At the heart of the revolt was the removal of £ 290million in Covid-related costs before bonuses were calculated, with 70.1% of investor votes against his compensation report at his annual meeting in Bradford on Thursday.
Several influential shareholder advisory firms, including the Investment Association and ISS, urged investors to vote against the grocer’s wages ahead of the meeting.
The company argued Thursday that chief executive David Potts deserved the salary deal after leading the supermarket through the pandemic.
Mr Potts, who waived salary increases for six years, received a total salary worth £ 4.2million including bonuses. He also received shares worth £ 1.4million despite falling profits to £ 165million from £ 435million the previous year.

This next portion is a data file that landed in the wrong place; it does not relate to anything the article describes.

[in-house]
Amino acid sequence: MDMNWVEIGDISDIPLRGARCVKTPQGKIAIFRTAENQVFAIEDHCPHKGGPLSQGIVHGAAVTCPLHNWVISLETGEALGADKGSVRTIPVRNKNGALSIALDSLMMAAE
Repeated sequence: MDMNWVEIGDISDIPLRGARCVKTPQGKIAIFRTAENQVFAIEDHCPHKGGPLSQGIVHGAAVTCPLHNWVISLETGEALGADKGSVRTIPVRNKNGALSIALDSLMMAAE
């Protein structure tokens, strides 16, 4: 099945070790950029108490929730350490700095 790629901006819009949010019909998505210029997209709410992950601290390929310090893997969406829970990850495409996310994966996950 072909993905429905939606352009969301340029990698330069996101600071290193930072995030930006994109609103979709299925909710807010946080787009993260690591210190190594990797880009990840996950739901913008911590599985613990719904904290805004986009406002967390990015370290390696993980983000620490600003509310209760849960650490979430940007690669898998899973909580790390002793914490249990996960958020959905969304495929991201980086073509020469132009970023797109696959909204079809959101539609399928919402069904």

The compensation committee improved the CEO’s payment after removing the cost of the pandemic when calculating the opportunity for a bonus.
Although investors contested these “adjustments”, the vote is advisory and therefore non-binding.
The retailer said it took note of the “very significant majority” vote against the wage deal, but defended the board’s decision.
Morrisons was the first supermarket to improve payment terms for small suppliers. All staff received bonuses – the average reward was tripled and paid early – to recognize their efforts during the pandemic.
There have been four bigger losses in the past five years. Other notable uprisings include a rebellion at Tesco last year (67 percent), when its compensation committee also chose to revise some compensation criteria, and against a £ 110million payout for Jeff Fairburn at Persimmon in 2018 (64 percent).